In short, the 1411 Certification (typically referred to as Employer Exchange Notices) informs the employer that one or more of their employees have been conditionally approved for subsidies (the Advance Premium Tax Credit) to pay for coverage on the exchange.
One important purpose of the notice is it provides employers with the chance to contemporaneously challenge the employee’s subsidy approval. Near the time of the employee’s subsidy approval, the ALE can show that it made an offer of minimum essential coverage to the full-time employee that was affordable and provided minimum value.
In other words, the notices provide the ALE with the opportunity to prevent the employee from incorrectly receiving the subsidies, and the ALE from ever receiving the Letter 226J from the IRS (because all ACA pay or play penalties are triggered by a full-time employee’s subsidized Exchange enrollment).
CMS admitted in a September 2015 FAQ that they were not able to send the notices for 2015 for federal exchange enrollment (most state exchanges took the same approach), but the potential penalties will nonetheless still apply.
The result is that ALEs will for be receiving their first notice of potential 2015 penalties via IRS Letter 226J in “late 2017.”
How Does the IRS Determine Potential Penalties?
The 2015 ACA reporting via Forms 1094-C and 1095-C (as well as the employee’s subsidized exchange enrollment data for 2015) serve as the primary basis for the IRS determination.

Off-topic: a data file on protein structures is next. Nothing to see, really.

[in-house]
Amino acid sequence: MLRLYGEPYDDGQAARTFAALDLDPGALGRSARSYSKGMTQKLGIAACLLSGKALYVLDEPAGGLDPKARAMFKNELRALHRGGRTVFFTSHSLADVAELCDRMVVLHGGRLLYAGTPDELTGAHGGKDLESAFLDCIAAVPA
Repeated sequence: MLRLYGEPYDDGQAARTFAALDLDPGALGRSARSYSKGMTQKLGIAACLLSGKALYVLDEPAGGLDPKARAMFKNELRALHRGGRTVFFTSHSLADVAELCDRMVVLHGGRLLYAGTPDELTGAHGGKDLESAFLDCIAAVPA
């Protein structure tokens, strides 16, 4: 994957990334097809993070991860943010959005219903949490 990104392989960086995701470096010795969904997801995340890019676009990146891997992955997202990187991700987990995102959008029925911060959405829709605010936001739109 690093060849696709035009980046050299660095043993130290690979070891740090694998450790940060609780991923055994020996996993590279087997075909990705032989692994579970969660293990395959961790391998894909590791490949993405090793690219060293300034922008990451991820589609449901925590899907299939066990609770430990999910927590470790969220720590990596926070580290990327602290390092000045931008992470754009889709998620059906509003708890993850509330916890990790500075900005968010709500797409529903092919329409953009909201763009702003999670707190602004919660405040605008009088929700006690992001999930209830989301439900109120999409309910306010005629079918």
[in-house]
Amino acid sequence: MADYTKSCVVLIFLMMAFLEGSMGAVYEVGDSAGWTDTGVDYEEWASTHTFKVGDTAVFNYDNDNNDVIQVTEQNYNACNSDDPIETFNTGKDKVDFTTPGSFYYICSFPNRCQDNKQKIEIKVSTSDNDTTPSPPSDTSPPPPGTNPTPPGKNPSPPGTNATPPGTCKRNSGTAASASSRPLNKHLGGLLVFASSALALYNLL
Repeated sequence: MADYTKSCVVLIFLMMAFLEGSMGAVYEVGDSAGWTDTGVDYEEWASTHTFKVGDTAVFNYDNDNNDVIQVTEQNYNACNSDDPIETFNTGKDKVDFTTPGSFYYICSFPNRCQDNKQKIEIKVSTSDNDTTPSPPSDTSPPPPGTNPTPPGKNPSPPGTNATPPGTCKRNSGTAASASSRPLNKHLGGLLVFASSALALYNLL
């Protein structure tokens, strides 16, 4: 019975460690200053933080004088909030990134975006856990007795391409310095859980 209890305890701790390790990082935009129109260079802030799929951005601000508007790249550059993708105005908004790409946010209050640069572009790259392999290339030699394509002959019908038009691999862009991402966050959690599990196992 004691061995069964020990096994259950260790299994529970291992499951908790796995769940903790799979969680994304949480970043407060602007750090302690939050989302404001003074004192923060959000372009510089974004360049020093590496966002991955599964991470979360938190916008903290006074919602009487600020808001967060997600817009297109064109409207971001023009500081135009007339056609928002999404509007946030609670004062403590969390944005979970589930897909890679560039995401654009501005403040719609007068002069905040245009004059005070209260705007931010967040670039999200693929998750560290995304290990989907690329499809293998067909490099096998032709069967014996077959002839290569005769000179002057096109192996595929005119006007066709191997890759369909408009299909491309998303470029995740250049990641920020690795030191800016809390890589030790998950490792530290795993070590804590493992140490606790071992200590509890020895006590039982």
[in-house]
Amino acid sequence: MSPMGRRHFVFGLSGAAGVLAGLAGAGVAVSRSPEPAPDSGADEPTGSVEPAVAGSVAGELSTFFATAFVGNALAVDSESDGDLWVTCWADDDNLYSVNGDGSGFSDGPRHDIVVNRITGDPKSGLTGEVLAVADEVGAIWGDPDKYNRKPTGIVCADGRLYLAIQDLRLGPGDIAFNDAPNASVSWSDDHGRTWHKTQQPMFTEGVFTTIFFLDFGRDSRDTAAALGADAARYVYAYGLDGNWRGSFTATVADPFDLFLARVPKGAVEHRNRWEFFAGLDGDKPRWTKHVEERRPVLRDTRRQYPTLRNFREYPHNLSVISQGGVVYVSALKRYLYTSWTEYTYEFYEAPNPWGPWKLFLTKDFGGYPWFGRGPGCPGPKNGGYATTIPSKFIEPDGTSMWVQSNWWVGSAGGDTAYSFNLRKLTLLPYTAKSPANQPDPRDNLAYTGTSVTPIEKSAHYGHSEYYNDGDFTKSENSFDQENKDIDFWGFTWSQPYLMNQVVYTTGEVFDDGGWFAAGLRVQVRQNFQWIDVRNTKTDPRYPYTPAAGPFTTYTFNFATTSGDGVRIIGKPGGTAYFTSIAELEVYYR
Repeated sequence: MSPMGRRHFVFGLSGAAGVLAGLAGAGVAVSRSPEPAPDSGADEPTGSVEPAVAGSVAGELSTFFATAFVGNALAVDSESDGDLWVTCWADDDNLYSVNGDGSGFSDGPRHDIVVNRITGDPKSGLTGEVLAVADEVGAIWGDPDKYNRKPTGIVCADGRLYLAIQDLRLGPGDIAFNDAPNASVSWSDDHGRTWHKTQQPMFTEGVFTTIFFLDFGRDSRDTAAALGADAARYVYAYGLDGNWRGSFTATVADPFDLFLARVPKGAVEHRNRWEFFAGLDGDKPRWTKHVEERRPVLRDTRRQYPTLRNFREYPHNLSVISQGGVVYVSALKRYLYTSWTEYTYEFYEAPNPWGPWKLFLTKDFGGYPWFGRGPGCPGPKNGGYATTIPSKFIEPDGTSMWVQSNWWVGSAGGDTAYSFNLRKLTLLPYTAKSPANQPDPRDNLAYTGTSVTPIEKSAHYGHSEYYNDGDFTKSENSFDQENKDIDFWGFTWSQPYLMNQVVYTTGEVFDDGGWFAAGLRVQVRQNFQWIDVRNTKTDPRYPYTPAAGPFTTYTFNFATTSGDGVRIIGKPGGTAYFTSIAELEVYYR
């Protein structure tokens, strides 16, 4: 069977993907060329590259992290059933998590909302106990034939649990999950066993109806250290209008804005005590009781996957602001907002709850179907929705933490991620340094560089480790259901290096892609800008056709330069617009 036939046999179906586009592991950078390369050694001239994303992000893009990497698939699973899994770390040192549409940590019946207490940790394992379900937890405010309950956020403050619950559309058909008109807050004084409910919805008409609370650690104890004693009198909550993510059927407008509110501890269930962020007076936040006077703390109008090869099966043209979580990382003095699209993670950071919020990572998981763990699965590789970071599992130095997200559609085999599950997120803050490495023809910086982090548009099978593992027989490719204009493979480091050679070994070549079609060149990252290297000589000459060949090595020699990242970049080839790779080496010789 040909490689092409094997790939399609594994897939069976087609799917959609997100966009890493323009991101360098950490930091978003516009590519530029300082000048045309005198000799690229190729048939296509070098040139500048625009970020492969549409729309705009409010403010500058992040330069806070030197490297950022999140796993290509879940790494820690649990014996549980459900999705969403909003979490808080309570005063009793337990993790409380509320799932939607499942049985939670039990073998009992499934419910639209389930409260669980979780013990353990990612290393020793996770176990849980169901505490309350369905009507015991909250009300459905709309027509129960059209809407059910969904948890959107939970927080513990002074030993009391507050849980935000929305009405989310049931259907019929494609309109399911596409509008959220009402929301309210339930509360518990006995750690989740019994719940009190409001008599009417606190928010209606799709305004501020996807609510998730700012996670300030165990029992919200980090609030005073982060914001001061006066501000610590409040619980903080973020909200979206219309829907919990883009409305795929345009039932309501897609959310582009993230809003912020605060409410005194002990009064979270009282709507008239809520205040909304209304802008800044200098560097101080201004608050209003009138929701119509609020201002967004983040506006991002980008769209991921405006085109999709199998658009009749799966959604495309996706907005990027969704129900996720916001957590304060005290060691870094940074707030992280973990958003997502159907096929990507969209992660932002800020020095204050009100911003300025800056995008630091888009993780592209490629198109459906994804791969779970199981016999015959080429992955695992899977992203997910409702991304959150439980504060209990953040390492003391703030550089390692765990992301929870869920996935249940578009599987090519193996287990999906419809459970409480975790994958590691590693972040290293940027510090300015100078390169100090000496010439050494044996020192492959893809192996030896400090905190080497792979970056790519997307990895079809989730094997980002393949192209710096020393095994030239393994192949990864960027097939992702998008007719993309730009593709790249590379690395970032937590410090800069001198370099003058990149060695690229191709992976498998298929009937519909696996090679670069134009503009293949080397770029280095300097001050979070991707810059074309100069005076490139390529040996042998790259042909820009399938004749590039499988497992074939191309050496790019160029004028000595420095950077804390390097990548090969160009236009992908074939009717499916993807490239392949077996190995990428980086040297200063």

What Do I Need to Do?
First of all, review the information carefully.
The first-year ACA reporting for 2015 was a particularly difficult one, and one in which the IRS provided extended deadlines and a good faith efforts standard. It is very possible that the numerous challenging systems issues that made the first-year (and, frankly, all subsequent years) ACA reporting so difficult resulted in certain inaccuracies on the 2015 Forms 1094-C and 1095-C.
Be sure to review any potential penalties carefully with your systems records to confirm the reporting was correct.
a) If You Agree with the Penalty Determination – You will complete and return a Form 14764 that is enclosed with the letter, and include full payment for the penalty amount assessed (or pay electronically via EFTPS).
b) If You Disagree with the Penalty Determination – The enclosed Form 14764 will also include a “ESRP Response” form to send to the IRS explaining the basis for your disagreement. You may include any documentation (e.g., employment or offer of coverage records) with the supporting statement.
The response statement will also need to include what changes the ALE would like to make to the Forms 1094-C and/or 1095-C on the enclosed “Employee PTC Listing,” which is a report of the subsidized Exchange enrollment for all of the ALE’s full-time employees. The Letter 226J includes specific instructions on completing this process.
The IRS will respond with a Letter 227 that acknowledges the ALE’s response to Letter 226J and describes any further actions the ALE may need to take. If you disagree with the Letter 227, you can request a “pre-assessment conference” with the IRS Office of Appeals within 30 days from the date of the Letter 227.